DUBAI, UNITED ARAB EMIRATES, NOV. 20 -- Iraqi jets hit a tugboat today in the Persian Gulf near Iran's Kharg Island oil terminal, killing a crewman and wounding five.

Shipping sources in the gulf said the salvage tug Salviva was hit by an Exocet missile. Last week, Iraqi warplanes attacked another tug, killing three crewmen.

The tugs, based in the United Arab Emirates port of Sharjah, are used to fight fires aboard supertankers, as well as to help the giant ships to manuever.

In apparent acknowledgment of the raid, Iraq said its jets hit a "large naval target" in the gulf this morning. Iraqi pilots reportedly often fire missiles at great distances and can distinguish their targets only as a radar blip.

Two Belgian and two Dutch mine sweepers sailed into the gulf today, joining U.S., British, French and Italian ships already in the waterway. Belgian defense officials said Britain asked for the mine sweepers' help after finding mines off Qatar yesterday. The British destroyer York will protect the ships.

{U.S. Navy forces destroyed two suspected Iranian mines in the past two days, about six miles from the area near Farsi Island where the tanker Bridgeton struck a mine in July, Pentagon officials said.

{The officials said they did not know whether the mines were planted recently or were left from the mines sown in July. They also said former defense secretary Caspar W. Weinberger had authorized deployment of the first naval reserve ship, the guided-missile frigate USS John A. Moore, to the gulf. The crew will include primarily active-duty sailors, with some volunteer reservists.}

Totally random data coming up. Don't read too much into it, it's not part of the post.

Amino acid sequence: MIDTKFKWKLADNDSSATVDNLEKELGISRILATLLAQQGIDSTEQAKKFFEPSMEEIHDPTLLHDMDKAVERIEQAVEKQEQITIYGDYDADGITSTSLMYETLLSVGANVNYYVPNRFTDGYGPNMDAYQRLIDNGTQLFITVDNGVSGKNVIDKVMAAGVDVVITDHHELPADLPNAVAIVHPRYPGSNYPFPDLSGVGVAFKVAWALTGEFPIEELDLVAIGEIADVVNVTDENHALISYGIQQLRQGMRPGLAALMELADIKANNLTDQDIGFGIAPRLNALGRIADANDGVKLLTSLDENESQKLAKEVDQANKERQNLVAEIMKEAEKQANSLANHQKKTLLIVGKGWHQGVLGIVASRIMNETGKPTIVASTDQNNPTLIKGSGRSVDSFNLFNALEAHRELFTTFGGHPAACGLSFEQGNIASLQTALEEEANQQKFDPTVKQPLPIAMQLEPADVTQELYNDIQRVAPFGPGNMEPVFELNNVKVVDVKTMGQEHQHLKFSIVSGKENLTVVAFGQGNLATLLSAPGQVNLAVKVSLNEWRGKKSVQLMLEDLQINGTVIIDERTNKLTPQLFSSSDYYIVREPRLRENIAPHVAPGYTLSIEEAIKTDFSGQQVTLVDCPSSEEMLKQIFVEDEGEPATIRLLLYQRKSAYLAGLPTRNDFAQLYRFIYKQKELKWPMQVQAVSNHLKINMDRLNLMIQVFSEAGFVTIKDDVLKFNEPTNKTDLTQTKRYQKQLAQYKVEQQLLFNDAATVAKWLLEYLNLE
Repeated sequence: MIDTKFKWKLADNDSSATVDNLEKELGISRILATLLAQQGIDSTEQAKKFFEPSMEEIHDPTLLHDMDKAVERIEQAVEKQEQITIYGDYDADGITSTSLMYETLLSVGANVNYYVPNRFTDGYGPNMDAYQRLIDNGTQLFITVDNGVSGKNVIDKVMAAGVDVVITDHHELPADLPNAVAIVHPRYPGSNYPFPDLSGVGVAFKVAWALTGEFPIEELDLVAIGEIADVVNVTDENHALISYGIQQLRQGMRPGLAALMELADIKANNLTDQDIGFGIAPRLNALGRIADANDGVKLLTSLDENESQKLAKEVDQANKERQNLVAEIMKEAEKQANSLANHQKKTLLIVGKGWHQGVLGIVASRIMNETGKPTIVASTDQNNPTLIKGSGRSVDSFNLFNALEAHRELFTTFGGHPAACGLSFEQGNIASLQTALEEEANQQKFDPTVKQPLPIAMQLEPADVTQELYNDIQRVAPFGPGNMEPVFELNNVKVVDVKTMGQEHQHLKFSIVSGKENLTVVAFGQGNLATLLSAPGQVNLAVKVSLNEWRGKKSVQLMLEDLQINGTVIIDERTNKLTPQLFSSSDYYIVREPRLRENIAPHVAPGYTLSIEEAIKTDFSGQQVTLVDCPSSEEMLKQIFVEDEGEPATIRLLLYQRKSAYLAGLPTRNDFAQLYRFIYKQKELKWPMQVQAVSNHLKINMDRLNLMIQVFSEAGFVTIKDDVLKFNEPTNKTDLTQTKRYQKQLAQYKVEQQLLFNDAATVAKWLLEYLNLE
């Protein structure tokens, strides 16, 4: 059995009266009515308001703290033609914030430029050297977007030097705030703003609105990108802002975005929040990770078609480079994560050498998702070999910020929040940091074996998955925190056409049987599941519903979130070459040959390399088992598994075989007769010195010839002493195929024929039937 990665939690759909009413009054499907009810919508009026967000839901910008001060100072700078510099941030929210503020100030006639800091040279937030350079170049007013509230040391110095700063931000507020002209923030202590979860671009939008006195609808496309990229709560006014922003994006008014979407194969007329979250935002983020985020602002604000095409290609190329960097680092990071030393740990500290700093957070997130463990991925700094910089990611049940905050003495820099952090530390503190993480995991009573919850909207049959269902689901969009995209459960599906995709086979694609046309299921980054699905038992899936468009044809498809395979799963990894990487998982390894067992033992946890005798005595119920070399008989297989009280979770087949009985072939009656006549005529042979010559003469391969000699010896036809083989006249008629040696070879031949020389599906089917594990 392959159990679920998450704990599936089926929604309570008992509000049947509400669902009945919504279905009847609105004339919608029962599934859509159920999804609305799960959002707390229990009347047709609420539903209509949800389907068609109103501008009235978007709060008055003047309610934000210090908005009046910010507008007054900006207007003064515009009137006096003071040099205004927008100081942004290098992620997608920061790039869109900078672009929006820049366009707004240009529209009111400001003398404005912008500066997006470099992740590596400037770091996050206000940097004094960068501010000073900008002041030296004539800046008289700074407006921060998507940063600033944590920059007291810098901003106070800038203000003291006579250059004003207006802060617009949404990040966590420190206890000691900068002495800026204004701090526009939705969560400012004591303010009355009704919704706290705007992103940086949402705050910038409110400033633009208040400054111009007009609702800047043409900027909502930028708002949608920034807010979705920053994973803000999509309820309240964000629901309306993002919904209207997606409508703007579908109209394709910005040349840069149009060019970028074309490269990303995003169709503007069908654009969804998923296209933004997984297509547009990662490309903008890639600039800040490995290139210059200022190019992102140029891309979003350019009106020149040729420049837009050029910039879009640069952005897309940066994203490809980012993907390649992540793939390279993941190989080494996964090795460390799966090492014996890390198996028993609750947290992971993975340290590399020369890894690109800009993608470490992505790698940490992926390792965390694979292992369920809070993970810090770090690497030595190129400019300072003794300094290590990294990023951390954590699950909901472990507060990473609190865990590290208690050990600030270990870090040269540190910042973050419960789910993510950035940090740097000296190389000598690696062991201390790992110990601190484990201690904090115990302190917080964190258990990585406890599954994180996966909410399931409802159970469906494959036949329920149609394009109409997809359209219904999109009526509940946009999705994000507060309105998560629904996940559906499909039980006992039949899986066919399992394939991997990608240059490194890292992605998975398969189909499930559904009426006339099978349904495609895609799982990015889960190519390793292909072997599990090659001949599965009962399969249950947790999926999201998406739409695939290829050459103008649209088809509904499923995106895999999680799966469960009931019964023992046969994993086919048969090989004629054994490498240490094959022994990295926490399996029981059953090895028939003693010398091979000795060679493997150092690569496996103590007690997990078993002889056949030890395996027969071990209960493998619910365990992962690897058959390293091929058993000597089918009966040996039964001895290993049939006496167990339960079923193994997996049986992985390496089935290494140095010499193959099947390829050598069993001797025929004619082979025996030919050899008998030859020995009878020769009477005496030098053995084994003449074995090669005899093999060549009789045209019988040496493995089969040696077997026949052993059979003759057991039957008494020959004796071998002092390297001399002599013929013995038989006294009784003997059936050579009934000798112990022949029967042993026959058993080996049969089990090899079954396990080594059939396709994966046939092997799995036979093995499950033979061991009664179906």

Also today, Iranian parliamentary speaker Ali Akbar Hashemi Rafsanjani said Tehran is negotiating a new defense agreement with the Soviet Union, according to the Japanese daily Asahi Shimbun. The paper quoted Rafsanjani in an interview as saying he had accepted a Soviet invitation to visit Moscow soon for talks, but that "little progress has so far been made."

However, according to the Soviet armed forces newspaper, The Red Star, Soviet and Iranian ships in the gulf recently had their first confrontation. United Press International reported from Moscow that the paper said today an Iranian frigate had pointed its guns at a Soviet ship and made a hostile pass at a convoy under Soviet naval escort.

The front-page report did not say exactly where or when the confrontation took place but observers said it was likely to have occurred Wednesday or last night when a convoy escorted by the destroyer Stoiky was navigating through heavily mined waters. The newspaper said an Iranian frigate trained its guns on a tanker, the Argun, and began making a high-speed approach.

It quoted the captain of the Stoiky, Mikhail Volk, as saying the convoy was in international waters at the time of the attack and despite a radio warning to change course, the frigate continued approaching.

The newspaper did not say if shots were fired.